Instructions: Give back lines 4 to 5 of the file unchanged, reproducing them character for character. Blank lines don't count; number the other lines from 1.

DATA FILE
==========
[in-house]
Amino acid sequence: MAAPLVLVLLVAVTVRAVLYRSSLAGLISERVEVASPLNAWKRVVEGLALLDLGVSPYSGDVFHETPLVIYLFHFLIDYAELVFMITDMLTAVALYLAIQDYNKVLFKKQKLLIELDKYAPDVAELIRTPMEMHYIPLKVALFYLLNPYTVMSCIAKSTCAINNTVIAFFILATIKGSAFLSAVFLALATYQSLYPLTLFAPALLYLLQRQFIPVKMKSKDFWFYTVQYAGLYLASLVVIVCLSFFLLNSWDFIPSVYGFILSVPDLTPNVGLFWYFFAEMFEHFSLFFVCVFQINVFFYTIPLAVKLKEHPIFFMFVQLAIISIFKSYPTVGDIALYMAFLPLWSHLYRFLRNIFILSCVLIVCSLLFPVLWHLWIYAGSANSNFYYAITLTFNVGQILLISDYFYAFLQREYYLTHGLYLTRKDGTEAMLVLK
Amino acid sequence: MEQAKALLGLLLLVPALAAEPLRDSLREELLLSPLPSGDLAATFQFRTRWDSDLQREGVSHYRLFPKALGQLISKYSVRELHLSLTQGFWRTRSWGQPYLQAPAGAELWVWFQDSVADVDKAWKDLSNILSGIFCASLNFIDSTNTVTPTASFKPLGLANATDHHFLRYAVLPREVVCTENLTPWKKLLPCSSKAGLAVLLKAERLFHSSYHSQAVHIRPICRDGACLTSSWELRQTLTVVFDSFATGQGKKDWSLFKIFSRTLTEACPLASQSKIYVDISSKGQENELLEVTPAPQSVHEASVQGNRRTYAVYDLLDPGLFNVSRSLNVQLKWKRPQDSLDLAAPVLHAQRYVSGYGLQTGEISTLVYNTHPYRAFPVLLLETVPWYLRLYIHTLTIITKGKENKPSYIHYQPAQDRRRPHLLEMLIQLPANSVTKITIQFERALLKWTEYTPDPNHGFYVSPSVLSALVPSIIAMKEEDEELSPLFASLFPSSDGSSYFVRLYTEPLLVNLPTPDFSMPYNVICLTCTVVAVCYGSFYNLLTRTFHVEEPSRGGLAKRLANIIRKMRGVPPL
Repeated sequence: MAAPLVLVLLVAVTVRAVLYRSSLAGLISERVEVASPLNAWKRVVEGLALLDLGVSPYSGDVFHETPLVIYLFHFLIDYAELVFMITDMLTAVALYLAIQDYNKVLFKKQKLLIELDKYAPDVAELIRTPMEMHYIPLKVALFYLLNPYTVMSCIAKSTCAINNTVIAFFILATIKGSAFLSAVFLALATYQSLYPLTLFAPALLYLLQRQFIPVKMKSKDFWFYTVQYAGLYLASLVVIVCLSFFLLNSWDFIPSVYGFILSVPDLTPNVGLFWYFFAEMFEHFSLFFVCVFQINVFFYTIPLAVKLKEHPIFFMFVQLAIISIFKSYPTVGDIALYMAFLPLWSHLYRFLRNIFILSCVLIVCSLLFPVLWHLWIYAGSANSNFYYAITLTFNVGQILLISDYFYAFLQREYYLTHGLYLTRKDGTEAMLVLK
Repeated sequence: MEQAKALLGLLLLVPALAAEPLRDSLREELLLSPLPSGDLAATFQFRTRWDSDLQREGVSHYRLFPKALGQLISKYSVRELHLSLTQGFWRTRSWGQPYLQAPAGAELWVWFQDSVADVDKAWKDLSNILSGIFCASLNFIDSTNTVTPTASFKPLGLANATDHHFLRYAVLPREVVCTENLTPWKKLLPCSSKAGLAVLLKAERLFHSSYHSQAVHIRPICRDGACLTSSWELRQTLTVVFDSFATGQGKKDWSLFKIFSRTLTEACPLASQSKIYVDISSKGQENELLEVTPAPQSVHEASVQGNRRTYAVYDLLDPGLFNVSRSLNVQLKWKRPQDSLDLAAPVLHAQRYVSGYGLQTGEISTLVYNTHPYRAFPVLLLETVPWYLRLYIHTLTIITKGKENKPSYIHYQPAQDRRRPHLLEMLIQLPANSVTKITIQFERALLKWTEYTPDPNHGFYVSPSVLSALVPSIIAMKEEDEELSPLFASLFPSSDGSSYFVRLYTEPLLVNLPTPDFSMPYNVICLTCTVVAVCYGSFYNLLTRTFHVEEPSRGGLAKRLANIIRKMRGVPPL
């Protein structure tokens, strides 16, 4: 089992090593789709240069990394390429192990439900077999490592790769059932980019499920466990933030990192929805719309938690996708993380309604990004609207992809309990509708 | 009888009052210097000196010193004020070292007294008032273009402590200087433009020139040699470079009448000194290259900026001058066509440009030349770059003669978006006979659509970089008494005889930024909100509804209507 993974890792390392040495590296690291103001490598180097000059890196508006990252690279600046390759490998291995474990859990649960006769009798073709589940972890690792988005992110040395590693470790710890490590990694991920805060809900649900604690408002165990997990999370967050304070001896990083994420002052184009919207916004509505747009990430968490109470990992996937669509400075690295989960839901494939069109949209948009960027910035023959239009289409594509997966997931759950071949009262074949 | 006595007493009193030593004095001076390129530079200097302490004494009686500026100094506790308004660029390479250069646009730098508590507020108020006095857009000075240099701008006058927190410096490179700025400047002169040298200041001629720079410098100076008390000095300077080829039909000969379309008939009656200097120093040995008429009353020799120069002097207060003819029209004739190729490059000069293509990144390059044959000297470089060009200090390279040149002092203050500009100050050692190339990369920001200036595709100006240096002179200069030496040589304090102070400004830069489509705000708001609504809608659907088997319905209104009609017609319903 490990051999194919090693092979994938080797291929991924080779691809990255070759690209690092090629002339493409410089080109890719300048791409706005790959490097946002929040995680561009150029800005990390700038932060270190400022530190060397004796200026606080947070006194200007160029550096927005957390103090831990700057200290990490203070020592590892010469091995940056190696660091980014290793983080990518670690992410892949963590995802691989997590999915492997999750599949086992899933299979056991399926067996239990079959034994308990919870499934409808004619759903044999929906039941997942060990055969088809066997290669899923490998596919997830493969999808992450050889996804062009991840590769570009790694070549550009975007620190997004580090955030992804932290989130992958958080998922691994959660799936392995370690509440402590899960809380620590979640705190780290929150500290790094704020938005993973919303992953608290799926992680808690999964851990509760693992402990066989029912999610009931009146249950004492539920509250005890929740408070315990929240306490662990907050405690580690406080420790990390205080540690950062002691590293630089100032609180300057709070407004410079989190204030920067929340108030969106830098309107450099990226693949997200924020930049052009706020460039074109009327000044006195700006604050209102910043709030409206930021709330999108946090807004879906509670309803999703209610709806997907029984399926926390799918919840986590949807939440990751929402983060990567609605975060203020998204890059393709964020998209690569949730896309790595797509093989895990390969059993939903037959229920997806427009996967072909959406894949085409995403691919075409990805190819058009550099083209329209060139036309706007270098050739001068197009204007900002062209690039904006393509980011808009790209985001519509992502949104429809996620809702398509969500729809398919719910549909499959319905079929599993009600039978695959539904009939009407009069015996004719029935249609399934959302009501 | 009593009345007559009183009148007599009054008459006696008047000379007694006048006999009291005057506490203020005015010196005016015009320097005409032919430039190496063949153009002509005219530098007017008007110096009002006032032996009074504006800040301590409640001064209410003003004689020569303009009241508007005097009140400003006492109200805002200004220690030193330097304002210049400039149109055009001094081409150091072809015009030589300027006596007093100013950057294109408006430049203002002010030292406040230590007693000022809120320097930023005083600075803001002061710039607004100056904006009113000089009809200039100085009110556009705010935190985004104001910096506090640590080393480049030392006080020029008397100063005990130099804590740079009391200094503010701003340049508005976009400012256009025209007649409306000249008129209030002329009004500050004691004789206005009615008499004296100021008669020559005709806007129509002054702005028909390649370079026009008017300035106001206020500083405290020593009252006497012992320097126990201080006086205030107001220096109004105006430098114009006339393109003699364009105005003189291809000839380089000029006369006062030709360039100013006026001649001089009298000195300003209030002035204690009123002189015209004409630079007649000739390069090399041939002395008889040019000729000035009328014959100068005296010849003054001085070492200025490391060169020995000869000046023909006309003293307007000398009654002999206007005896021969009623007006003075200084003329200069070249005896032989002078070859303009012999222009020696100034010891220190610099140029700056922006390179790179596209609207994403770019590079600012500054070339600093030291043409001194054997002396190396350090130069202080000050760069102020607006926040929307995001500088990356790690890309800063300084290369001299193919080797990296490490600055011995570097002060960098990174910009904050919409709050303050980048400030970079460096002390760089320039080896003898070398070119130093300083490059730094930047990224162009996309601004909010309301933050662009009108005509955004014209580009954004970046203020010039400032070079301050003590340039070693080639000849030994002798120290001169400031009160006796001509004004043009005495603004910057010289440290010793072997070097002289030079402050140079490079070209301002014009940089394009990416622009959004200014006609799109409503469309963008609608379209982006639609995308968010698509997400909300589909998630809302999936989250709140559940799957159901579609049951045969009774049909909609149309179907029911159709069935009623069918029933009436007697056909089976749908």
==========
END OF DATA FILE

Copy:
Repeated sequence: MAAPLVLVLLVAVTVRAVLYRSSLAGLISERVEVASPLNAWKRVVEGLALLDLGVSPYSGDVFHETPLVIYLFHFLIDYAELVFMITDMLTAVALYLAIQDYNKVLFKKQKLLIELDKYAPDVAELIRTPMEMHYIPLKVALFYLLNPYTVMSCIAKSTCAINNTVIAFFILATIKGSAFLSAVFLALATYQSLYPLTLFAPALLYLLQRQFIPVKMKSKDFWFYTVQYAGLYLASLVVIVCLSFFLLNSWDFIPSVYGFILSVPDLTPNVGLFWYFFAEMFEHFSLFFVCVFQINVFFYTIPLAVKLKEHPIFFMFVQLAIISIFKSYPTVGDIALYMAFLPLWSHLYRFLRNIFILSCVLIVCSLLFPVLWHLWIYAGSANSNFYYAITLTFNVGQILLISDYFYAFLQREYYLTHGLYLTRKDGTEAMLVLK
Repeated sequence: MEQAKALLGLLLLVPALAAEPLRDSLREELLLSPLPSGDLAATFQFRTRWDSDLQREGVSHYRLFPKALGQLISKYSVRELHLSLTQGFWRTRSWGQPYLQAPAGAELWVWFQDSVADVDKAWKDLSNILSGIFCASLNFIDSTNTVTPTASFKPLGLANATDHHFLRYAVLPREVVCTENLTPWKKLLPCSSKAGLAVLLKAERLFHSSYHSQAVHIRPICRDGACLTSSWELRQTLTVVFDSFATGQGKKDWSLFKIFSRTLTEACPLASQSKIYVDISSKGQENELLEVTPAPQSVHEASVQGNRRTYAVYDLLDPGLFNVSRSLNVQLKWKRPQDSLDLAAPVLHAQRYVSGYGLQTGEISTLVYNTHPYRAFPVLLLETVPWYLRLYIHTLTIITKGKENKPSYIHYQPAQDRRRPHLLEMLIQLPANSVTKITIQFERALLKWTEYTPDPNHGFYVSPSVLSALVPSIIAMKEEDEELSPLFASLFPSSDGSSYFVRLYTEPLLVNLPTPDFSMPYNVICLTCTVVAVCYGSFYNLLTRTFHVEEPSRGGLAKRLANIIRKMRGVPPL